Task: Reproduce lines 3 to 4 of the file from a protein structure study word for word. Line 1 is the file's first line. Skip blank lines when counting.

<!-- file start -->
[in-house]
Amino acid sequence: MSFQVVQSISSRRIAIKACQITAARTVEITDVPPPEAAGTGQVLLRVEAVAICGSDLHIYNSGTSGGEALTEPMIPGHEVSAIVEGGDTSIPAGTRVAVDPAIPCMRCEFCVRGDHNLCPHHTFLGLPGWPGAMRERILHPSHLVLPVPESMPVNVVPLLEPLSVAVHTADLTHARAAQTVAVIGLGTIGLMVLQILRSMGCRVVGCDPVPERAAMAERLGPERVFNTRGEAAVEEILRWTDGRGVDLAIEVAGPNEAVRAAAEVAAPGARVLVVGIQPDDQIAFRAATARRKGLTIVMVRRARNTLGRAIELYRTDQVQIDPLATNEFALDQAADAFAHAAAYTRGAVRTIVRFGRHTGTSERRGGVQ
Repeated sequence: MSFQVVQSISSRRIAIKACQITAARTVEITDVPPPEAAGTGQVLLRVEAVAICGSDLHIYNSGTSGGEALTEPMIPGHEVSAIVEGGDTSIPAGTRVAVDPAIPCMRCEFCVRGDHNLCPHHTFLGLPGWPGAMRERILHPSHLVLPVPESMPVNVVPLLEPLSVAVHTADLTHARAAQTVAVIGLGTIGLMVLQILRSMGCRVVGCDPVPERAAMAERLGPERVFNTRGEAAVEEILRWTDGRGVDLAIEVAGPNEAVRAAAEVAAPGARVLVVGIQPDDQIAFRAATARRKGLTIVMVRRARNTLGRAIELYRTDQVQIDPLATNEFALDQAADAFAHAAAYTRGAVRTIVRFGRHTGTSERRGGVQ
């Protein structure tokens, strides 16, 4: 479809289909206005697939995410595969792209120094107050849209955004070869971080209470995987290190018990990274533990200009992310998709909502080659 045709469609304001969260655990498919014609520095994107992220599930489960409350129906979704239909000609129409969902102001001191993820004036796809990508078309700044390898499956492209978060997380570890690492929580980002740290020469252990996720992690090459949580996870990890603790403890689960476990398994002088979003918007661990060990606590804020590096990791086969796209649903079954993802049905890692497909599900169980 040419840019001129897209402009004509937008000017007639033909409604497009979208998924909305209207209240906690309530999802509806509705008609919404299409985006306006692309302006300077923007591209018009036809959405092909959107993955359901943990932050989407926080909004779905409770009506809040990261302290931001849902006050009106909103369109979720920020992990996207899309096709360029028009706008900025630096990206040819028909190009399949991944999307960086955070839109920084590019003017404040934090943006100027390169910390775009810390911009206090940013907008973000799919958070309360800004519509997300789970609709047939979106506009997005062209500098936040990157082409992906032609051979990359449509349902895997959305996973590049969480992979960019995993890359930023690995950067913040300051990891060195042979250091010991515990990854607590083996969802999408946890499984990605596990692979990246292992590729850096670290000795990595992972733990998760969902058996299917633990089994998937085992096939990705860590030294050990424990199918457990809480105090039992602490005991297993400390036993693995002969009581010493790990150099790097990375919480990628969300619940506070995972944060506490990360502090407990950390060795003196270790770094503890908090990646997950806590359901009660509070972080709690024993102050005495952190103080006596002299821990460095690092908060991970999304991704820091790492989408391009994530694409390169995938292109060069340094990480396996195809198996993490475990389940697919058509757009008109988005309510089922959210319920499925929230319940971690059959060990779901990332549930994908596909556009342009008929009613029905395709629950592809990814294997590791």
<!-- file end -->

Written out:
Repeated sequence: MSFQVVQSISSRRIAIKACQITAARTVEITDVPPPEAAGTGQVLLRVEAVAICGSDLHIYNSGTSGGEALTEPMIPGHEVSAIVEGGDTSIPAGTRVAVDPAIPCMRCEFCVRGDHNLCPHHTFLGLPGWPGAMRERILHPSHLVLPVPESMPVNVVPLLEPLSVAVHTADLTHARAAQTVAVIGLGTIGLMVLQILRSMGCRVVGCDPVPERAAMAERLGPERVFNTRGEAAVEEILRWTDGRGVDLAIEVAGPNEAVRAAAEVAAPGARVLVVGIQPDDQIAFRAATARRKGLTIVMVRRARNTLGRAIELYRTDQVQIDPLATNEFALDQAADAFAHAAAYTRGAVRTIVRFGRHTGTSERRGGVQ
């Protein structure tokens, strides 16, 4: 479809289909206005697939995410595969792209120094107050849209955004070869971080209470995987290190018990990274533990200009992310998709909502080659 045709469609304001969260655990498919014609520095994107992220599930489960409350129906979704239909000609129409969902102001001191993820004036796809990508078309700044390898499956492209978060997380570890690492929580980002740290020469252990996720992690090459949580996870990890603790403890689960476990398994002088979003918007661990060990606590804020590096990791086969796209649903079954993802049905890692497909599900169980 040419840019001129897209402009004509937008000017007639033909409604497009979208998924909305209207209240906690309530999802509806509705008609919404299409985006306006692309302006300077923007591209018009036809959405092909959107993955359901943990932050989407926080909004779905409770009506809040990261302290931001849902006050009106909103369109979720920020992990996207899309096709360029028009706008900025630096990206040819028909190009399949991944999307960086955070839109920084590019003017404040934090943006100027390169910390775009810390911009206090940013907008973000799919958070309360800004519509997300789970609709047939979106506009997005062209500098936040990157082409992906032609051979990359449509349902895997959305996973590049969480992979960019995993890359930023690995950067913040300051990891060195042979250091010991515990990854607590083996969802999408946890499984990605596990692979990246292992590729850096670290000795990595992972733990998760969902058996299917633990089994998937085992096939990705860590030294050990424990199918457990809480105090039992602490005991297993400390036993693995002969009581010493790990150099790097990375919480990628969300619940506070995972944060506490990360502090407990950390060795003196270790770094503890908090990646997950806590359901009660509070972080709690024993102050005495952190103080006596002299821990460095690092908060991970999304991704820091790492989408391009994530694409390169995938292109060069340094990480396996195809198996993490475990389940697919058509757009008109988005309510089922959210319920499925929230319940971690059959060990779901990332549930994908596909556009342009008929009613029905395709629950592809990814294997590791």